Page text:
Protecting email addresses for my Alumni Internet Directory

MVHS Spartan I’ve been publishing the Mountain View High School Alumni Internet Directory online since 1995. Think of it as an free version of, but just for my high school.

Since a group of us started planning our 10-year reunion, I’ve been thinking about the website more recently. I’ve had RSS feeds on the site since the summer of 1999 (long before I ever heard of blogging), but I finally added the orange XML icon (View the raw XML source) today.

One of the things that has always made alumni timid about using the site is the possibility of getting spam. The fact that their email addresses are published on the web makes them good candidates for email harvester bots. I originally addressed this problem by adding a <meta name="robots" content="noindex,nofollow"> tag to the site, hoping that bots would respect that.

Later, I started using the decimal HTML entity encoder trick (listing addresses like mailto:mradwin&#64;yahoo&#46;com) but I’m sure spammers will catch onto that soon.

So the only thing left to do is to create a “send email to this user” form and list the addresses in the same way that Y! Groups does. The links will look to the user like mradwin@y..... but instead of being a mailto:, they’ll be regular hyperlink to a /bin/mail?to=<secret base64 encoded data> form which asks for an email address and sets the Reply-To header.

The 1500+ alumni registered on the site right now would definitely benefit from this feature. Plus, after changing the email links to use the email-protect form, I’d be able to remove the robots meta tag, which would allow Google and other legit search engines index the site better, increasing visibility to the larger alumni community.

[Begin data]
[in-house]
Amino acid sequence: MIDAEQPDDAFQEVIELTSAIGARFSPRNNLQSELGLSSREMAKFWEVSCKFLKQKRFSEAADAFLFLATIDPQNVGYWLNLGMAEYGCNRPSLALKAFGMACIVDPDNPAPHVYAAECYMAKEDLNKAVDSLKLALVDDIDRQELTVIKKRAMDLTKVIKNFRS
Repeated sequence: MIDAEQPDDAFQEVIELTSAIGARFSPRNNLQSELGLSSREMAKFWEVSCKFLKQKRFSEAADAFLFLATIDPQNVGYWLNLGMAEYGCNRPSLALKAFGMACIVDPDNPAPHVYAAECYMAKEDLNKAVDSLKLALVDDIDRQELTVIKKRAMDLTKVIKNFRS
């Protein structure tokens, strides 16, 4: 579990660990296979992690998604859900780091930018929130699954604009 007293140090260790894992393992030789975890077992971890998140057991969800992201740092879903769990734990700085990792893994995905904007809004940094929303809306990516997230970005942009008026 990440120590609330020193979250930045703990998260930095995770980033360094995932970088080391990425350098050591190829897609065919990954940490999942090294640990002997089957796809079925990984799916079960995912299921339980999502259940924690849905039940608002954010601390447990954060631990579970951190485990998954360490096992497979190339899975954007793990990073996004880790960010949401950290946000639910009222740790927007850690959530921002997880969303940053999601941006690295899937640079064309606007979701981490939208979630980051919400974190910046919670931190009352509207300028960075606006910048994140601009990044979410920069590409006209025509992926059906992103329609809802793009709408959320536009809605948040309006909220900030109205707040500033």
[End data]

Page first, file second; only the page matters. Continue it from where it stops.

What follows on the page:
I’ve just gotta find the time to code the thing.

[Update: I found some time to write the code. The mailto: links have been replaced with a web form]

4 thoughts on “Protecting email addresses for my Alumni Internet Directory”

  1. Why not use images to do the job? For each letter of an address, say “j”, [img src=j.png] (or some encoded version of that). You wouldn’t be able to link a mailto: href to them, but people know what to do with an email address.

  2. Because people’s email addresses would still be visible on a public website, making them vulnerable to spam. Yes, it would discouage robots, but no, it wouldn’t solve the general problem of some random person having their email address.

    If the website controls access via some web form mail script, then in theory we can detect (and prevent) abuse.

  3. IIRC there was an article somewhere a while back (sorry I can’t be more helpful) that used javascript to output the letter codes (ie: &#12345;) for an email address, making it so the only way you could really get them would be to literally copy/paste them from the page, a pretty much manual-only job. If I can find the article I’ll pass it on.

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